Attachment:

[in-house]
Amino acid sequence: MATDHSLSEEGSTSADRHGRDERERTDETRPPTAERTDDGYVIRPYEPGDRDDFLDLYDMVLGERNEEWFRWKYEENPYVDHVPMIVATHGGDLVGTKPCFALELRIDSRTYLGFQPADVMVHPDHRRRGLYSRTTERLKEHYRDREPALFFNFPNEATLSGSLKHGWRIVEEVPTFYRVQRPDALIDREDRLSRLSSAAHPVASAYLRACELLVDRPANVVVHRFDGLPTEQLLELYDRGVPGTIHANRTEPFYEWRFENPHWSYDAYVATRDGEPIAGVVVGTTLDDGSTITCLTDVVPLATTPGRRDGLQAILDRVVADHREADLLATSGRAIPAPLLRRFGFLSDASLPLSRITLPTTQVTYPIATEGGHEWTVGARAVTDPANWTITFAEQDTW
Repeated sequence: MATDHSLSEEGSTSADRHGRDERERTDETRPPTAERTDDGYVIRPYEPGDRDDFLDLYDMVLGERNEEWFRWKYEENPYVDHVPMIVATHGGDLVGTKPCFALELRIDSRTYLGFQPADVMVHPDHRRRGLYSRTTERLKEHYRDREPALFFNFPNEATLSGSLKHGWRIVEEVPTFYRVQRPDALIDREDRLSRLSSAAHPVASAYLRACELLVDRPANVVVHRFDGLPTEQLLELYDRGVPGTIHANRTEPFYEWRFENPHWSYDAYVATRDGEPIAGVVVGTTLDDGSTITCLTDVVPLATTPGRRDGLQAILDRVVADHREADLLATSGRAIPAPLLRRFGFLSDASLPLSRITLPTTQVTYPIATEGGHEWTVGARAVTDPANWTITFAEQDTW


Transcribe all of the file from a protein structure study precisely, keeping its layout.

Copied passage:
[in-house]
Amino acid sequence: MATDHSLSEEGSTSADRHGRDERERTDETRPPTAERTDDGYVIRPYEPGDRDDFLDLYDMVLGERNEEWFRWKYEENPYVDHVPMIVATHGGDLVGTKPCFALELRIDSRTYLGFQPADVMVHPDHRRRGLYSRTTERLKEHYRDREPALFFNFPNEATLSGSLKHGWRIVEEVPTFYRVQRPDALIDREDRLSRLSSAAHPVASAYLRACELLVDRPANVVVHRFDGLPTEQLLELYDRGVPGTIHANRTEPFYEWRFENPHWSYDAYVATRDGEPIAGVVVGTTLDDGSTITCLTDVVPLATTPGRRDGLQAILDRVVADHREADLLATSGRAIPAPLLRRFGFLSDASLPLSRITLPTTQVTYPIATEGGHEWTVGARAVTDPANWTITFAEQDTW
Repeated sequence: MATDHSLSEEGSTSADRHGRDERERTDETRPPTAERTDDGYVIRPYEPGDRDDFLDLYDMVLGERNEEWFRWKYEENPYVDHVPMIVATHGGDLVGTKPCFALELRIDSRTYLGFQPADVMVHPDHRRRGLYSRTTERLKEHYRDREPALFFNFPNEATLSGSLKHGWRIVEEVPTFYRVQRPDALIDREDRLSRLSSAAHPVASAYLRACELLVDRPANVVVHRFDGLPTEQLLELYDRGVPGTIHANRTEPFYEWRFENPHWSYDAYVATRDGEPIAGVVVGTTLDDGSTITCLTDVVPLATTPGRRDGLQAILDRVVADHREADLLATSGRAIPAPLLRRFGFLSDASLPLSRITLPTTQVTYPIATEGGHEWTVGARAVTDPANWTITFAEQDTW